Venetian Masks: The History Hiding Behind the Masks

Everything you need to know about Venetian masks

Venetian Mask If there’s one thing in Venice that’ll keep tourists window shopping, it’s the carnival masks. With originals being decorated with animal skins, fabric, jewels and striking coloured feathers, the masks are a real visual magnet.  

The history of Venetian masks goes back to Roman times, but their real moment of glory came during the 18th century. Although these days we associate them with Venice carnival, in the old times they were used during various occasions throughout the year, such as when going to the theatre or attending official parties. The masks guaranteed anonymity, so were perfect for allowing aristocrats to mingle with peasants and even for taking part in conspiracies or attending secret romantic encounters.

Types of Venetian masks

In the shops, you can find many different kinds of  masks, but some traditional models are repeated more often than others. These are some of the most typical Venetian masks:

venetian carnival maskBauta – A white mask with a prolonged point under the nose that covers the mouth. Worn with a black cape, a three-peaked hat and a tunic. Represents mystery, intrigue and secrecy.

Moretta – Of French origin, this oval-shaped, black-velvet mask covers the face completely. Often accompanied by veils and hats, this mask is for female use only.

Dottore peste maskDottore Peste – Originally used by doctors when attending victims of the plague. To avoid contagion and so as not to have to endure the stench of the disease, they wore these masks with glass eyepieces and a large beak in which to stuff perfumed tissues and herbs.

Other popular Venetian masks are those which come from the Comedia dell’Arte, a theatrical genre based on improvisation which is protagonised by characters like Harlequin, stingy old Pantalone, the adventurer Polichinela, Doctor Balanzone and Colombina.

Where to buy Venetian masks

In the street and souvenir shops, masks which are often of very basic quality are sold for 15€ - 20€. Authentic Venetian masks, however, are something else entirely. Works of art, they are made from papier-mâché, painted by hand and involve an enormous amount of work. To give a rough guideline, their price can oscillate between 30€ and 200€, depending on how complicated their design is.

venetian masks

These are some of the best shops for mask buying in Venice:

La Bottega dei Mascareri – This is one of the best-known mask-buying shops in Venice, show casing meticulously hand painted masks. Where: San Polo 80, Ponte di Rialto.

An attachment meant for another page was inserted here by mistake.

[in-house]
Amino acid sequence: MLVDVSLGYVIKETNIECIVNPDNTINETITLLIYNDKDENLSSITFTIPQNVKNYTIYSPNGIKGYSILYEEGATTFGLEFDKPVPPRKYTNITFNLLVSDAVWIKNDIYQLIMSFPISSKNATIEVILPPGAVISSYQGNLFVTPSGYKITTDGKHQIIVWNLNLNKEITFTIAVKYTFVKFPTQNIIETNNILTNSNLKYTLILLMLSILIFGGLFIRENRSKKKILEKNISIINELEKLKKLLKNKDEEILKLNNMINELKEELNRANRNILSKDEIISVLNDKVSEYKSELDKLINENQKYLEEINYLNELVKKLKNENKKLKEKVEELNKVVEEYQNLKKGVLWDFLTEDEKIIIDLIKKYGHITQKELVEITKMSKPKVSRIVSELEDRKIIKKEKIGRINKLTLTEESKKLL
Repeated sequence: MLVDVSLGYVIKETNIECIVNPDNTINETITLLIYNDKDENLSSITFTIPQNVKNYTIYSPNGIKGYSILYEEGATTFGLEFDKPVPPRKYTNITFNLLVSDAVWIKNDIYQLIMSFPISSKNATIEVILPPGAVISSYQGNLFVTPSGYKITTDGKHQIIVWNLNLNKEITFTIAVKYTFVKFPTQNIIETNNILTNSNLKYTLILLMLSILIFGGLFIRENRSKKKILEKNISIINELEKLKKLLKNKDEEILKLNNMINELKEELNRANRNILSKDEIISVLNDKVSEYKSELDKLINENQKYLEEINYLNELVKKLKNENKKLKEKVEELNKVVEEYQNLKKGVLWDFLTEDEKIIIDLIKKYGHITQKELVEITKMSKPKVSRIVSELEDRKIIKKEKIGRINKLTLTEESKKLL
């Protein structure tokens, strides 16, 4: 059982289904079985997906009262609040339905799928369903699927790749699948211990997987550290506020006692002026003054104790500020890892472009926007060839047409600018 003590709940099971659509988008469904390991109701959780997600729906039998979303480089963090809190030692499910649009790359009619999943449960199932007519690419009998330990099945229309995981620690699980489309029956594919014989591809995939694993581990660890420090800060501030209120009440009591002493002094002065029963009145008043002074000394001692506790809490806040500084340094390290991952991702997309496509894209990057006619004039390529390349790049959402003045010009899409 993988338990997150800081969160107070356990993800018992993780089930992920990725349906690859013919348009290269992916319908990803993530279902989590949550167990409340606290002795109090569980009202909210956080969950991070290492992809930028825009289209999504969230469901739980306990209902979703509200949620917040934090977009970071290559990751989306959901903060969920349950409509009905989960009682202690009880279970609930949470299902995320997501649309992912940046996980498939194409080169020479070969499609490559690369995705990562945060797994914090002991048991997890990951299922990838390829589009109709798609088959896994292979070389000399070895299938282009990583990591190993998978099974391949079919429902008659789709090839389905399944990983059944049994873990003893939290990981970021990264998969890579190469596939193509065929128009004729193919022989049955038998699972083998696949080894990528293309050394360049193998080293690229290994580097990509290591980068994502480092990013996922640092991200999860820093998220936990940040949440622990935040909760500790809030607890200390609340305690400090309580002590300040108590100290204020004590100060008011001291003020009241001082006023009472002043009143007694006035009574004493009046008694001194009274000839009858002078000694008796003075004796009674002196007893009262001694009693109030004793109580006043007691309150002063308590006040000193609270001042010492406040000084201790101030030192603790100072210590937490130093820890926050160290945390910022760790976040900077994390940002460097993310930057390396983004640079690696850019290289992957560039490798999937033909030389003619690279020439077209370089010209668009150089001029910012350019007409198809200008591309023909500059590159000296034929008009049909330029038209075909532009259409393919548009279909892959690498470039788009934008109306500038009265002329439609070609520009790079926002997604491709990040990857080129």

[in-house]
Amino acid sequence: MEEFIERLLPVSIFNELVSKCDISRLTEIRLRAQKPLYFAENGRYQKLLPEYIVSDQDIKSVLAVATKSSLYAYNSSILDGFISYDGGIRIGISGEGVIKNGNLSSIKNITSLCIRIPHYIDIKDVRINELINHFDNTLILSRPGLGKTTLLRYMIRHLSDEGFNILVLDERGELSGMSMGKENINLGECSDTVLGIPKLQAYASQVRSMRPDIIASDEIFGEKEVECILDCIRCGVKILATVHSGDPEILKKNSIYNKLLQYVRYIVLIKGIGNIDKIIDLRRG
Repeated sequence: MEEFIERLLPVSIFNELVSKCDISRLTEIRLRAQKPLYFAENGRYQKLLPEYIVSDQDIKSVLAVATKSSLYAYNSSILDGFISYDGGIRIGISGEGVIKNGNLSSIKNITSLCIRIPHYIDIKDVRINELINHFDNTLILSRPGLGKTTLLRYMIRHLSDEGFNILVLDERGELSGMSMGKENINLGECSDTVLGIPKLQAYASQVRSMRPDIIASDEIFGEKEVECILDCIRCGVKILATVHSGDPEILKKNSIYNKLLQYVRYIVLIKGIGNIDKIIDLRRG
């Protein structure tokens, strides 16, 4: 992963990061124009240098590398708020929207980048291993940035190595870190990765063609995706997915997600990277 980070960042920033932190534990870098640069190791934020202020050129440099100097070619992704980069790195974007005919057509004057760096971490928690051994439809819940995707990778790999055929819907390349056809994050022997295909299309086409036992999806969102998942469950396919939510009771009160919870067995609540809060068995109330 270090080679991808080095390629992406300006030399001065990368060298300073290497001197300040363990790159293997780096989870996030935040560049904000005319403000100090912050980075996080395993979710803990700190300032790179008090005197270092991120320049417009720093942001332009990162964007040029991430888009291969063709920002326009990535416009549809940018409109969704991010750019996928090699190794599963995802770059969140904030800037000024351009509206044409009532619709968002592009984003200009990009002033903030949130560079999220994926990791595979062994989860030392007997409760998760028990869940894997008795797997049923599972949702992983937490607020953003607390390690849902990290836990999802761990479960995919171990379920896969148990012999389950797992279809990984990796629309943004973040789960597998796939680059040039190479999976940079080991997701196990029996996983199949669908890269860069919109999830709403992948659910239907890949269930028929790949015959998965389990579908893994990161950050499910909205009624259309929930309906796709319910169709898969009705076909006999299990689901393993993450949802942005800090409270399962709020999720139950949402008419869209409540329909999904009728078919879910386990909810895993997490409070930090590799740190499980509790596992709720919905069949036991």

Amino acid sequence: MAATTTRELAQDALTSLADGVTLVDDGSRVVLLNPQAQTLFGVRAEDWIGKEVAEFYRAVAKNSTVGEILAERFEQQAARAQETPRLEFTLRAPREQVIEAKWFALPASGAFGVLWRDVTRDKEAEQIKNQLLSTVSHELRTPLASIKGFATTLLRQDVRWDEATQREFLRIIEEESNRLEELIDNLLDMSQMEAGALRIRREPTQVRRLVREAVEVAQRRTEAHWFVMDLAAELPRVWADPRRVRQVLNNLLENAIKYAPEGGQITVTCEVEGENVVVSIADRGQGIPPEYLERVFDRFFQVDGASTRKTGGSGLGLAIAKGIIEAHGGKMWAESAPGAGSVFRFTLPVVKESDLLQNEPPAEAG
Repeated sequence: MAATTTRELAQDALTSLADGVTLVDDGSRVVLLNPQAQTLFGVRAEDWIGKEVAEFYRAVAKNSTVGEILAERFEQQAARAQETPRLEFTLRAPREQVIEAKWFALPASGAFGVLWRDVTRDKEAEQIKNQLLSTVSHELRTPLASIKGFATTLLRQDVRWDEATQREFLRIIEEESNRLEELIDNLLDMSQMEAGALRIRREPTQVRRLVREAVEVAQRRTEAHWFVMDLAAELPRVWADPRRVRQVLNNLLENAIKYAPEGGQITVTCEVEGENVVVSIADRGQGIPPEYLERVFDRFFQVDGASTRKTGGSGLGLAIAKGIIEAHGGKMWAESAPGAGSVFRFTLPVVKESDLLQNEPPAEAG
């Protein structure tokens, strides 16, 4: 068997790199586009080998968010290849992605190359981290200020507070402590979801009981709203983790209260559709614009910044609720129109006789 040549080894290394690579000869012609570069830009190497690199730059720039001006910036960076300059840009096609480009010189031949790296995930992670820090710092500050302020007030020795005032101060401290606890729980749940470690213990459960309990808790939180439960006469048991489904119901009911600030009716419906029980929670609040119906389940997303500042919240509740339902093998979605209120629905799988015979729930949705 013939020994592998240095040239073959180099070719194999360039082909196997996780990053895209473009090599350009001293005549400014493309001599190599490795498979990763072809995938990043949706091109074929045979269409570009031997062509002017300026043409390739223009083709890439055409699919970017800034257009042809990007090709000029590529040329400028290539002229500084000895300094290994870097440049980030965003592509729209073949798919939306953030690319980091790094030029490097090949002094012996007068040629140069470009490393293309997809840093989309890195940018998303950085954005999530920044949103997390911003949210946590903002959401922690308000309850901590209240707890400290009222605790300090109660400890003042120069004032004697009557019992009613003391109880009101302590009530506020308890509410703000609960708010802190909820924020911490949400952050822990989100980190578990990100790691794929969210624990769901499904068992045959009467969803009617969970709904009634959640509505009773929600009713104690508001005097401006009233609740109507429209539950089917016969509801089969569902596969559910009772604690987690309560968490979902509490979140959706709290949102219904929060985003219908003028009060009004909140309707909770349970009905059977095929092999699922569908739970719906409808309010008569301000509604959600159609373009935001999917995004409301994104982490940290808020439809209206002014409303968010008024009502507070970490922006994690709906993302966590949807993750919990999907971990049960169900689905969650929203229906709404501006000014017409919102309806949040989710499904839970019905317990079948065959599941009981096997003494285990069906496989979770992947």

Ca’ del Sol – Offers a wide variety of costumes and traditional masks at very reasonable prices. They also hold courses on Venetian mask-making. Where: Fondamenta dell' Osmarin, Castello 4964.


Laboratorio Artigiano Maschere – Another of the most famous and oldest workshops in Venice. Some of their designs are genuinely surprising. Where: Barbaria delle Tole, Castello 6657.

Tragicomica – This shop specialises in the costumes, masks and figures from the Commedia dell’Arte, although you’ll find lots more here as well. Where: Sestiere San Polo, 2874.

Ca'Macana- One of the city's oldest mask shops. Here, the masks that appeared in the Stanley Kubrick film “Eyes Wide Shut” were made. Where: Via delle Botteghe, Dorsoduro 3172.

- Marketing Team

User Comments:

  • Friendly Rentals
    05 October 2012
    Thanks for your comment, Annie. You can buy masks to wear during carnivale in any of the shops featured in our article - they're not just for decoration!
  • Alicia Loy
    22 June 2012
    Hi, I would like to find out the shop to get mini colourful Magnet Venetian Mask in Venice? thanks!
  • Friendly Rentals
    22 November 2012
    Hello Cha,
    Although shops aren't as specialist, in Milan you can buy Venetian masks in costume shops such as Lariulà, la Bottega di Carnevale and Papillon Carnival.
  • Friendly Rentals
    25 June 2012
    Hello Alicia! Thanks for writing. The best place for this kind of thing is generally in the small shops around the Rialto Bridge ( Happy shopping!
  • Annie Maddox
    19 September 2012
    Fascinating article. Do you know how one could buy a mask that was actually worn in the carnivale parade?
  • Carl
    06 October 2013
    Hi, what is the oldest venetian mask still in existence today that you know of? if any where can i get more info on it? Thanks

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